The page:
The Palooza process is interesting from that point of view. Because the hackathons are directed, there’s every chance it fits with strategy. And by including a call for testers, Bit Torrent has a way to validate interest. No testers, no useful product. Or at the very least they know their product isn’t framed attractively.

Philips have a similar approach, hosting five day hackathons that finish with presentations to real customers.

In both cases more could be done to validate end-user need but you see in them the outlines of a self-grown lean iteration process where the product is hitting a minimum critical mass.

There’s the beginnings of an answer here to the innovation promiscuity problem. Let’s state the problem clearly. When you do social innovation you often get far too many ideas and product proposals. That is particularly true of companies in the early phases of innovation programmes. Social leads to promiscuity.

You need a way to whittle them down that does justice to the good ideas and the potential for change.

I mentioned both Bit Torrent and Philips and both companies offer a clue to how the promiscuity problem is solved.

Yes, on the one hand, it is about exposing the new product ideas to parties that have a vested interest, as early as possible: developers, customers, perhaps suppliers too.

But on the other hand these are two companies with a transformational agenda. Bit Torrent sees opportunities ahead as a branded company rather than simply an infrastructure workhorse. And it also spies (excuse the pun) the opportunity to convert millions of people from their dependence on server-based Cloud infrastructure to peer-to-peer, in the wake of what we now know about Government surveillance.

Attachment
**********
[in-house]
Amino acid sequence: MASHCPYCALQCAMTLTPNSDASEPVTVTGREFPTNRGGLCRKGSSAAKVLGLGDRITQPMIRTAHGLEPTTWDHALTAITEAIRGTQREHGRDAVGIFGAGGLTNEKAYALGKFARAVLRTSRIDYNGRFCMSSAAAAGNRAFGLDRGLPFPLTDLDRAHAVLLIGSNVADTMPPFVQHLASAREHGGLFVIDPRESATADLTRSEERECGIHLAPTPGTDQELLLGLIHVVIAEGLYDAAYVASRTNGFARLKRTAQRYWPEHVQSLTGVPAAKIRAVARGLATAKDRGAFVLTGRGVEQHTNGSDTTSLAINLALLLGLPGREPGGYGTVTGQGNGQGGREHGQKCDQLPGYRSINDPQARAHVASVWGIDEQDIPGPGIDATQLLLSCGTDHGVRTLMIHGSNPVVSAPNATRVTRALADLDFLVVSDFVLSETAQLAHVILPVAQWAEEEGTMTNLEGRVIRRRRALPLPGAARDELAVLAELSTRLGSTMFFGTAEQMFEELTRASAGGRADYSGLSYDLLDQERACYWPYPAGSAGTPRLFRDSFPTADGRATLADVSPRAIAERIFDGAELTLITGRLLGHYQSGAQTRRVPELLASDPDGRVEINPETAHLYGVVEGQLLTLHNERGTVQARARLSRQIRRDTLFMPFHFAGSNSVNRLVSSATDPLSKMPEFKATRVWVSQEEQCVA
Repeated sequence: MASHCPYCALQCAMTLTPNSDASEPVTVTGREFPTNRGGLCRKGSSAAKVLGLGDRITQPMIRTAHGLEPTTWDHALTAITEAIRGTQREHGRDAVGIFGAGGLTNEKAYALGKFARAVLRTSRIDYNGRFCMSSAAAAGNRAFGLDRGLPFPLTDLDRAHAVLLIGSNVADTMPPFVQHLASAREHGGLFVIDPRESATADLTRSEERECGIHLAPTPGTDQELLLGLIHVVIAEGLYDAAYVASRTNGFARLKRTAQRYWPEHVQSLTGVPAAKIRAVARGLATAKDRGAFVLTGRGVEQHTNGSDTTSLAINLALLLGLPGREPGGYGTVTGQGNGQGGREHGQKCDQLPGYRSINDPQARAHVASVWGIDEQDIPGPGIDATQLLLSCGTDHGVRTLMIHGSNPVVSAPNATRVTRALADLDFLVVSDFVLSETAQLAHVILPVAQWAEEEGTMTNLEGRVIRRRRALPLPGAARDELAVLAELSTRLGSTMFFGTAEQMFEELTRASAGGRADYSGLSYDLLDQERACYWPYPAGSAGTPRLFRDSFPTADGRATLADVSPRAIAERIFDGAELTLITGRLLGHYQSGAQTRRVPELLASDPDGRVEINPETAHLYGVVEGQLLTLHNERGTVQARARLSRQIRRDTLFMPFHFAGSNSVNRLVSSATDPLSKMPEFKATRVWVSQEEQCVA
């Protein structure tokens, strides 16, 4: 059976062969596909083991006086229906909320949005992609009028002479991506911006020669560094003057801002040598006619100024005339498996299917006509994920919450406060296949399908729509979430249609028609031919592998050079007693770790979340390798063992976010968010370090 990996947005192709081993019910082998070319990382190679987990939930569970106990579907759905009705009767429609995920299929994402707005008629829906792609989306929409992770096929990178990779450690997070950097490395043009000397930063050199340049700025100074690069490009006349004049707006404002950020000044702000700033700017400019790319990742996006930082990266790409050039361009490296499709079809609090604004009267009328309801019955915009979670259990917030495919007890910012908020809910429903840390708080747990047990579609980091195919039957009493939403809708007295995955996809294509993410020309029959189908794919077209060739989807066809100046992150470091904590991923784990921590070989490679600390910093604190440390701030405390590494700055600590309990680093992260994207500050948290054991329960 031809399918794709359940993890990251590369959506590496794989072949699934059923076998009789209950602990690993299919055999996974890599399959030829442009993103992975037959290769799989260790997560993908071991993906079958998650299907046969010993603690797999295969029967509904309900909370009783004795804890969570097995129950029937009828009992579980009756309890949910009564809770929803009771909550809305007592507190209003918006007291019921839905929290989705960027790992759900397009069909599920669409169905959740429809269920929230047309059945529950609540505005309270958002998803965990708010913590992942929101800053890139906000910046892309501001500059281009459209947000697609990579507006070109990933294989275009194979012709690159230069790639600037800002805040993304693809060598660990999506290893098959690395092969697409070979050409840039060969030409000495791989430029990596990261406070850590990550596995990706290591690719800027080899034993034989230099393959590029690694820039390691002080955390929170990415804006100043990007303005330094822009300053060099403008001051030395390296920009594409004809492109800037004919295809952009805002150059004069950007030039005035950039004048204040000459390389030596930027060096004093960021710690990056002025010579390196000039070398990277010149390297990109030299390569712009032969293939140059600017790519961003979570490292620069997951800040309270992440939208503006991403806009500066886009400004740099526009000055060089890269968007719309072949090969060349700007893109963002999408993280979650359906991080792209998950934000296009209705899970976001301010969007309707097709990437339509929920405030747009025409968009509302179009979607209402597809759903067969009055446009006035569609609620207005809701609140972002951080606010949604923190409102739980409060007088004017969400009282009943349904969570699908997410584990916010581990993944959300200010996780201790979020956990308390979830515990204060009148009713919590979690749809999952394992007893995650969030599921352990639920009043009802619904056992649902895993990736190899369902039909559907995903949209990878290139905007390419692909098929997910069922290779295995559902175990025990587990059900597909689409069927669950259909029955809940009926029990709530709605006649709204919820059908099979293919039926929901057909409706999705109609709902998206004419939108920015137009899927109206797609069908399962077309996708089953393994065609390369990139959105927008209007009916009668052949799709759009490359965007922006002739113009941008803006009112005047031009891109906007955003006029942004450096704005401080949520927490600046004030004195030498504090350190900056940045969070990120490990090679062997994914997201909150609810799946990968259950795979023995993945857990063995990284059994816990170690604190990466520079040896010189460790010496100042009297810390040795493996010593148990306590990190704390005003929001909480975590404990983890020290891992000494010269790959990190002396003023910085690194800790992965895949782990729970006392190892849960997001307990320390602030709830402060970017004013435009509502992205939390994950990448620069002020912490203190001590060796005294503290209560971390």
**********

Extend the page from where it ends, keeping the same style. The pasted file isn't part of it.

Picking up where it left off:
Philips is seeking its own conversion. Away from consumer electronics to consumer lifestyle; away, that is, from gadgets, to the personal interests and community activities of customers who will become its long-term ecosystem.

good-idea-selectionBoth have a transformational agenda. My hunch is that to do good selection you need to be in transformation-mode. You need to have clear strategic direction. If your strategic direction is the same as its ever been you’re a dead duck anyway. Few companies are going to survive if their strategy is just to keep going. But if you have a clear vision of the need for change and of what the transformation consists of then you can set the parameters for social innovation. And when you turn to selection you have a much better idea of the types of projects that are going to deliver for you. There’s more to it than that, of course.

The most important extra ingredient is that you need options, the possibility to change direction and add in new stops and facilities on the journey, rather than just to lay down the next piece of track. But describing the journey as a transformation seems to help. I’ll look at transformational narratives in a later post. 

Jump to Section
Haydn Shaughnessy

Haydn Shaughnessy

I'm an expert on systemic innovation and transformation, a topic I have been studying since the early 1980s. I advise companies and organizations on the latest thinking and practice in innovation as w